With 5 members again, Moreno Valley City Council is back on track – San Bernardino Sun

The Moreno Valley City Council had a rough 2021. Over the course of the year, two of its five members died. (That’s 40%. Is “elected office” MoVal’s most dangerous job?)

An attempt to fill one vacancy by appointment had critics, including the District Attorney, crying foul over the likely Brown Act violation. The move was rescinded.

Meetings were dominated by anger and name-calling. A political protest took place next to the city’s official Christmas tree, lights twinkling, as people chanted that two council members should resign.

MoVal? More like MoDrama.

After the November election, a new member, Ed Delgado, was sworn in to replace Carla Thornton, who had died that January. Delgado brought the council up to four members. That was progress, but it swiftly hit a pothole.

The council, in two ideological camps, was divided on whom to give the ceremonial title of mayor pro tem.

Ulises Cabrera promoted David Marquez. Mayor Yxstian Gutierrez backed Delgado. After a couple of 2-2 votes, the mayor gave up.

“Both motions fail. So we’ll just not have a mayor pro tem until April,” Gutierrez said cheerfully.

I was back in the Council Chambers on Tuesday for the first time since December

At the previous meeting, Elena Baca-Santa Cruz was sworn in after an April 12 special election to fill the last vacant seat. It had been held by her mother, Victoria Baca, until her death in October.

Moreno Valley’s City Council is back to a full five members for the first time in 16 months after elections filled two vacant seats. Chatting during a break in Tuesday’s meeting are, from left, Elena Baca-Santa Cruz, Ed Delgado, Yxstian Gutierrez, Ulises Carbrera and David Marquez. (Photo by David Allen, Inland Valley Daily Bulletin/SCNG)

With Baca-Santa Cruz’s elevation, Riverside County’s second-largest city has a full complement of council members for the first time in 16 months.

But is it a functioning City Council?

Signs Tuesday were encouraging. Votes were unanimous. The council even selected a mayor pro tem without rancor.

It was Delgado.

Baca-Santa Cruz nominated him. Several speakers said he was the logical and best choice. Delgado’s colleagues agreed, even the ones who’d voted against him in December.

“You’re one who makes a concerted effort to keep us together. I’ll be proud to vote for you,” Cabrera said.

Marquez said he and Delgado had gone to two conferences together and gotten to know each other. Echoing Cabrera, he said Delgado had been fair and apolitical.

“You watch my back. I watch your back,” Marquez said. “Things have changed. I’ll give you that vote.”

A mayor pro tem title doesn’t mean a whole lot other than being a handy way to confuse voters at election time. You hear “mayor pro tem” and think, “oh, the mayor.” The old standby title of vice mayor seems to be on the wane in local cities, probably because it makes the holder’s junior status more obvious.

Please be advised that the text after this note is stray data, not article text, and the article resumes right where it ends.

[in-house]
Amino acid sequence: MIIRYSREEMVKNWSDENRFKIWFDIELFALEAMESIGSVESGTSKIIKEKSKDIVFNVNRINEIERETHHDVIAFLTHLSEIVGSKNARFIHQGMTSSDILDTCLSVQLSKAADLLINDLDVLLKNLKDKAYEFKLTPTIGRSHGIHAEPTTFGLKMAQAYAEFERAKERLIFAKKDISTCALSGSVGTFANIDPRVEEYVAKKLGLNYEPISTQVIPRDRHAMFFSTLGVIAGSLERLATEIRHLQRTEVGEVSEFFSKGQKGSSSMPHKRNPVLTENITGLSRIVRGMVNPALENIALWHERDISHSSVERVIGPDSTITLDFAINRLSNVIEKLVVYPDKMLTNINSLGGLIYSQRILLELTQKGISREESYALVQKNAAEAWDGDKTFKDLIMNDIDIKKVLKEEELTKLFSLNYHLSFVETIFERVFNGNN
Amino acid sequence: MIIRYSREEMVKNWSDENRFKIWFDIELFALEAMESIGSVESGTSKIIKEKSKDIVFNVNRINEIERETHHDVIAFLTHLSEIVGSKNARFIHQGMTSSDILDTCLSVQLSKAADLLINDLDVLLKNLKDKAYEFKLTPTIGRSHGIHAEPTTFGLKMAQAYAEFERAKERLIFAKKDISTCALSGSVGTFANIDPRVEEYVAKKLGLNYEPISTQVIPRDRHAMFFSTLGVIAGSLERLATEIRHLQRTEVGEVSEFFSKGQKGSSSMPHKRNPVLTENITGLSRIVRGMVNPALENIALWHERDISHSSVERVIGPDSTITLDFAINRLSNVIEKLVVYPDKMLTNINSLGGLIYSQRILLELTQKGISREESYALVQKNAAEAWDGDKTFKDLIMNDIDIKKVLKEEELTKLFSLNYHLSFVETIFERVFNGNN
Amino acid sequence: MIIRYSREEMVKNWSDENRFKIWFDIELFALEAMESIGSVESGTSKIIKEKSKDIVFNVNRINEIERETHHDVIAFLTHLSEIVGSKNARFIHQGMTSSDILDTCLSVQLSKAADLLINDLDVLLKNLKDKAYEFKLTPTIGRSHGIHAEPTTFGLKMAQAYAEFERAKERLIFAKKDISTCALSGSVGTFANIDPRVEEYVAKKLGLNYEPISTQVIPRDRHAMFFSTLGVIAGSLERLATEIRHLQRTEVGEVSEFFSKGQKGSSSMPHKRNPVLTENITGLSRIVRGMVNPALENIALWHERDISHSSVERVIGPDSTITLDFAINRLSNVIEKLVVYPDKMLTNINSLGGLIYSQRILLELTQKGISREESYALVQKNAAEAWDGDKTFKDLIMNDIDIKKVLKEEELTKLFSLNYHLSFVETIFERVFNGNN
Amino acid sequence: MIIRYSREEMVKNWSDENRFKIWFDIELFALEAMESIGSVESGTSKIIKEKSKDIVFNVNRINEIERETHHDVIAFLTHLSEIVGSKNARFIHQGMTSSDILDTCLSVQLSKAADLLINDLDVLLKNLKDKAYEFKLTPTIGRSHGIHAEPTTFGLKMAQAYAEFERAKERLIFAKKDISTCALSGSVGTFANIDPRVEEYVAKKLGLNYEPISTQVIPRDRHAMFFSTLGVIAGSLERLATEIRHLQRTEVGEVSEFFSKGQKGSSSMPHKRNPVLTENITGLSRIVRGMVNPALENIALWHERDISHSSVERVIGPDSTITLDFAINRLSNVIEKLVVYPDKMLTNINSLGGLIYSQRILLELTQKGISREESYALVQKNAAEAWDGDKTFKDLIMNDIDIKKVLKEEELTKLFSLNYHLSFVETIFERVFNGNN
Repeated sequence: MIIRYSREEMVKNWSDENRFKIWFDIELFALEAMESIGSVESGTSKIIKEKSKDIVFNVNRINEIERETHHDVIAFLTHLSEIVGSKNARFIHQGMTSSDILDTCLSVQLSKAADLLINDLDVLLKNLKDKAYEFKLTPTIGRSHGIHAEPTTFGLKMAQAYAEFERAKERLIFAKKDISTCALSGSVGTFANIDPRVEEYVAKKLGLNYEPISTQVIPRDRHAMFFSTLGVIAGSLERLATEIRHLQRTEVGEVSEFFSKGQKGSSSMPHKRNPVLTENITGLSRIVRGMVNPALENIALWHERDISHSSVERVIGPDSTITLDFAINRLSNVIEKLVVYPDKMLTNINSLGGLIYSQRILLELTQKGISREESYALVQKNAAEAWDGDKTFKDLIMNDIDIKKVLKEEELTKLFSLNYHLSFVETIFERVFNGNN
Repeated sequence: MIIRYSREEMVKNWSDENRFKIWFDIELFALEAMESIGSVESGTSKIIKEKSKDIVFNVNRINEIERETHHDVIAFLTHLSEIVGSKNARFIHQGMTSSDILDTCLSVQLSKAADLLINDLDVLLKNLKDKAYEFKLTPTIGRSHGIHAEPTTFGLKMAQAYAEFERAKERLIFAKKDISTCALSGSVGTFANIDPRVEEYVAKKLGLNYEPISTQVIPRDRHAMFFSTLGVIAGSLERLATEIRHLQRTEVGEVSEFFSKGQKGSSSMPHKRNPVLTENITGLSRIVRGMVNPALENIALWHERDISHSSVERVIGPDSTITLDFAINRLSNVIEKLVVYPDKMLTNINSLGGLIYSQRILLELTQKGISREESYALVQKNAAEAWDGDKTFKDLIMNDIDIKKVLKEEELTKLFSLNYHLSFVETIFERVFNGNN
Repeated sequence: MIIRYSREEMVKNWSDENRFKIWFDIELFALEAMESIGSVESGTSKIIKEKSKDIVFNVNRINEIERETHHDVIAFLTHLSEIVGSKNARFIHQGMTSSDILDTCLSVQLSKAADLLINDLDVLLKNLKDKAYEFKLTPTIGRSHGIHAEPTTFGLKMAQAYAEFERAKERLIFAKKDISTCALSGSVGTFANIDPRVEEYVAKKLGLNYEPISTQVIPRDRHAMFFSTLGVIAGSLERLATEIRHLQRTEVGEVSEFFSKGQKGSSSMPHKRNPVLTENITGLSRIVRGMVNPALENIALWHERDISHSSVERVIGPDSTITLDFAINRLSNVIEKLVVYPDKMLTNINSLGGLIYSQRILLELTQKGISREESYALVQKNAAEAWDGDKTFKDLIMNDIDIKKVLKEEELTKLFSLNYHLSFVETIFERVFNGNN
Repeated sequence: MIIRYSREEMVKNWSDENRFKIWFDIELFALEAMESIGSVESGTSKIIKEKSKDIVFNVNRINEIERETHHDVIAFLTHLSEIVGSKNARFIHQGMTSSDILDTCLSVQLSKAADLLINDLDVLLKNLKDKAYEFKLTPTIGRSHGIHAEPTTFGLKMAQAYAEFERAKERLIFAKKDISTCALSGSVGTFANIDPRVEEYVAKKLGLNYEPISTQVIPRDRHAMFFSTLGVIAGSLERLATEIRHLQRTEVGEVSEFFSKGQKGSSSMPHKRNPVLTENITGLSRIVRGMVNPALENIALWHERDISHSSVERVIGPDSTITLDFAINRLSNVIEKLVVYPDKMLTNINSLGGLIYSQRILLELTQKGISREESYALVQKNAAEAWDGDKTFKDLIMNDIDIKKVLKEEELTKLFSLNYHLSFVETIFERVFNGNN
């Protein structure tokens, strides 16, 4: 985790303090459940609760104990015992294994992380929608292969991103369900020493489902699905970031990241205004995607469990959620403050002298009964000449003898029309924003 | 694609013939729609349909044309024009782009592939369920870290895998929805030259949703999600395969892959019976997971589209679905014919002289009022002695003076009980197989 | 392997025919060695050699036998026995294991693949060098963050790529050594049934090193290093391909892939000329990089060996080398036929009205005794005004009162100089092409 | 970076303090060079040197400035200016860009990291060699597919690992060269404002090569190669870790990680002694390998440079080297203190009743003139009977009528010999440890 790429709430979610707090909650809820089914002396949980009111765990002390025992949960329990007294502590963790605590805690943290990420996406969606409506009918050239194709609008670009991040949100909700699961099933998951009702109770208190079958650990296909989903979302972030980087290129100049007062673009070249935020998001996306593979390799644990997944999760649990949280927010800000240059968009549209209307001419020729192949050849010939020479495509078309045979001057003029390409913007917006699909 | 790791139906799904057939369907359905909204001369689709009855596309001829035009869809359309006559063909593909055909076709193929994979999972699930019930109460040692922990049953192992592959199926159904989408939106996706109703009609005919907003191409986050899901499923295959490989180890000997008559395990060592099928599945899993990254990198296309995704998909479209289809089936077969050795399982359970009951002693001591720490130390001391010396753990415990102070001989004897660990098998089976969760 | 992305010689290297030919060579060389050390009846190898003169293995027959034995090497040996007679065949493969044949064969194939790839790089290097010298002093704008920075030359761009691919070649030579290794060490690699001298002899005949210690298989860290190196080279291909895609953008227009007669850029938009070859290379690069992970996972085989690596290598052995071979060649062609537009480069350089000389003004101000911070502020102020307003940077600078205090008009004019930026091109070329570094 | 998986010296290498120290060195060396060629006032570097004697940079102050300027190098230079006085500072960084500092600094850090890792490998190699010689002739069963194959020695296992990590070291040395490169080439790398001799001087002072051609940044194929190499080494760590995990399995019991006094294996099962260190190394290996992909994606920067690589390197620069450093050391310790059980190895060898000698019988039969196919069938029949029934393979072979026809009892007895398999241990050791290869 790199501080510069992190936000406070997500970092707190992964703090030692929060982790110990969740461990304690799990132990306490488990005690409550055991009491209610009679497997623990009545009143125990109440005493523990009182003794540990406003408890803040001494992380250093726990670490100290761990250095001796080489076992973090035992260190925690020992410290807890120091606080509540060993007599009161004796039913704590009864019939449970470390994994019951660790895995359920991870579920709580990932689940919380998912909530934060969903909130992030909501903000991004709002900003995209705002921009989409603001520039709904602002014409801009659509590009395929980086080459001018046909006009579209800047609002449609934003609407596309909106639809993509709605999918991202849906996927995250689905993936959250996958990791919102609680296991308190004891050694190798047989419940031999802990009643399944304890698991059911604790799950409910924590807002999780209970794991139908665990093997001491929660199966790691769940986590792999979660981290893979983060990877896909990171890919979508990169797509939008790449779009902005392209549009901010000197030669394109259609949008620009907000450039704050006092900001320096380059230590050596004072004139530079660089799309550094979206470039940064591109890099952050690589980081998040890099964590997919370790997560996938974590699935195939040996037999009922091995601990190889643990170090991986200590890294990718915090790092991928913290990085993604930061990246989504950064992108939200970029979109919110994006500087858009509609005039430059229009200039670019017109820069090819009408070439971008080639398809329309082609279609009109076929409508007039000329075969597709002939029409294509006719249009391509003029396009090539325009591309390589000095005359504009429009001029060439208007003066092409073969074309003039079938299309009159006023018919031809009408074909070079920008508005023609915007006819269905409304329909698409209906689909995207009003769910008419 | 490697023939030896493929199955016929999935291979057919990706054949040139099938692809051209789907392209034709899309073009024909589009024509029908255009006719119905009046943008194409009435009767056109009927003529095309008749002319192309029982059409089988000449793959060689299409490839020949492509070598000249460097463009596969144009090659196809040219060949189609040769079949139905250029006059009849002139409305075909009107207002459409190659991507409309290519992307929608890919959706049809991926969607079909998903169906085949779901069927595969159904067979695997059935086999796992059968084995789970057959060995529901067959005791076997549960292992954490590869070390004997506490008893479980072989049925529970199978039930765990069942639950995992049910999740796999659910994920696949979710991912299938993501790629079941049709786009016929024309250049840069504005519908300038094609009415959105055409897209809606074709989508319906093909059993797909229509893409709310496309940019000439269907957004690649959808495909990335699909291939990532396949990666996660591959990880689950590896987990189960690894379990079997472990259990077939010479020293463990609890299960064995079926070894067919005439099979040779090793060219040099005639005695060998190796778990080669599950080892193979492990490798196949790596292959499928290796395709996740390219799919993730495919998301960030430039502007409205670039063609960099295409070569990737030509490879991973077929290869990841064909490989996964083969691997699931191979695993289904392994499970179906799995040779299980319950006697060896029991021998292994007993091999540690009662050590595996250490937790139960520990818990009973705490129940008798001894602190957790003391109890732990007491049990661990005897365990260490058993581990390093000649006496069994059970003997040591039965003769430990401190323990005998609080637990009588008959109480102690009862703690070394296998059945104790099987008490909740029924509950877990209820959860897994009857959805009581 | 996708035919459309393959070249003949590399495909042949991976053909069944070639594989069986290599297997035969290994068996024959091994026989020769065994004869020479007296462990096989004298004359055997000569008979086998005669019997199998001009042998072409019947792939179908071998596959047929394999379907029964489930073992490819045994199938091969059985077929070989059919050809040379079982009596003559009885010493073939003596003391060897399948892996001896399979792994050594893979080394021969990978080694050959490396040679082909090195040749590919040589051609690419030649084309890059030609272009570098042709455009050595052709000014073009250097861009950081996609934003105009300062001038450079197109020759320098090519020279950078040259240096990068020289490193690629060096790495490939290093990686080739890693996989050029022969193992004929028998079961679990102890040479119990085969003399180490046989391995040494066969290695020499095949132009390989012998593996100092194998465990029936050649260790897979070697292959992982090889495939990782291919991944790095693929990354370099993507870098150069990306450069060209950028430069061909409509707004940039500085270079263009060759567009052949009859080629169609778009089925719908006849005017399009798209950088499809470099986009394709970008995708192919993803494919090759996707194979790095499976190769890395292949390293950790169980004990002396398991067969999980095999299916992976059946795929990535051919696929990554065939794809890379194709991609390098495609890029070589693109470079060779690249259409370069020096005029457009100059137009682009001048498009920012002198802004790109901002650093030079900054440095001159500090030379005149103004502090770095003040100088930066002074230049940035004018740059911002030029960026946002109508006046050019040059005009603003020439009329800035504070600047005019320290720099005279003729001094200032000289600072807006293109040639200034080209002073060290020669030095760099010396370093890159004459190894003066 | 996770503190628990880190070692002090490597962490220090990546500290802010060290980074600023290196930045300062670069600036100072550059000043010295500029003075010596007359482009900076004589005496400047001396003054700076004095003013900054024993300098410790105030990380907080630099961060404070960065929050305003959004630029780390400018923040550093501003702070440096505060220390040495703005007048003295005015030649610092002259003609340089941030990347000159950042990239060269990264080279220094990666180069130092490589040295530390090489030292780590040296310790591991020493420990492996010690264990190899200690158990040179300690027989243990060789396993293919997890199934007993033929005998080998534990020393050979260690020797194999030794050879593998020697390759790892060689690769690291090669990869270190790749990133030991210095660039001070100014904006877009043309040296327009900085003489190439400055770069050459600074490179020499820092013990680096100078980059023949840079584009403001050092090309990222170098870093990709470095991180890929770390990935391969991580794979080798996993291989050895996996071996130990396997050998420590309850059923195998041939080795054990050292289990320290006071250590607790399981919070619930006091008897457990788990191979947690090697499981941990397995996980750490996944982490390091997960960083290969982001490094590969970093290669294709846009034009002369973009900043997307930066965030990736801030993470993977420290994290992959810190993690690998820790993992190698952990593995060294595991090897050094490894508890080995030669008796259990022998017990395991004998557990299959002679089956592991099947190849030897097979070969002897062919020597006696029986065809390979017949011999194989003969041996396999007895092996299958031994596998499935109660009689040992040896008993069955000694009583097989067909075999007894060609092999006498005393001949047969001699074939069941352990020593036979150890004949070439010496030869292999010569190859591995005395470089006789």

Practically speaking, a mayor pro tem will run the meeting if the mayor isn’t there and can likewise fill in at community events.

Gutierrez said Delgado had already stepped up to fill that role unofficially and done well as a representative. Baca-Santa Cruz said she has relied on Delgado for guidance when the mayor isn’t available.

A voice vote was taken. Everyone was a yes. Delgado’s vote for himself drew chuckles. “Sure,” he said. “Yes.”

He was duly sworn in. I don’t believe this was necessary, but what the heck. Then Delgado gave a little speech, which was even less necessary.

“I’m for the people of Moreno Valley,” Delgado said, declaring that he doesn’t play games, play politics or use “political rhetoric.”

“I don’t know how to do that,” he said. He added: “I don’t want anyone to teach me.”

For anyone keeping track, MoVal hadn’t had a mayor pro tem since February 2021. Also, Delgado’s short term ends in November, meaning he can run for re-election while touting himself as mayor pro tem.

It wasn’t as if everything is suddenly coming up roses at council meetings.

During the comment period, some speakers remained angry at Cabrera and Marquez for ramming through an appointment for LaDonna Jempson to Baca’s seat in Gutierrez’s absence on Oct. 19. (She was removed Nov. 18 in the face of a legal threat from the District Attorney.)

“What fools you both are,” one speaker said.

“You guys are disgusting,” said another, using a profanity twice.

A third said she is a resident of Marquez’s district, “where dreams don’t soar, they die.”

Another told Cabrera, “You’re prostituting yourself for the teachers’ vote.”

So the meetings are not entirely family-friendly. Troop 100 of the Boy Scouts was in the audience, sitting quietly, and a bit goggle-eyed.

Some adults simply tripped over the English language.

One speaker referred to “exuberant” administrative costs. He should invest in a dictionary, if the price isn’t exorbitant.

And Delgado said he recently encountered a man who expressed a positive attitude about Moreno Valley, and did so sincerely. Said Delgado, who happens to be a RivCo assistant sheriff: “He was convicted as he said it.”

Is liking Moreno Valley now a crime?

Afterward I chatted with Gutierrez, telling him there was a lot less emotion than the last time I was in the audience.

“I think things kind of calmed down,” Gutierrez said, smiling. “That’s a good thing.”

A good thing for Moreno Valley, perhaps. As a journalist, I’m less sure. I’m certainly not convicted.

‘Beauty’ update

The painting owned by Loma Linda University, “Beauty Examined” by Kerry James Marshall, went up for auction Thursday from Sotheby’s as scheduled.

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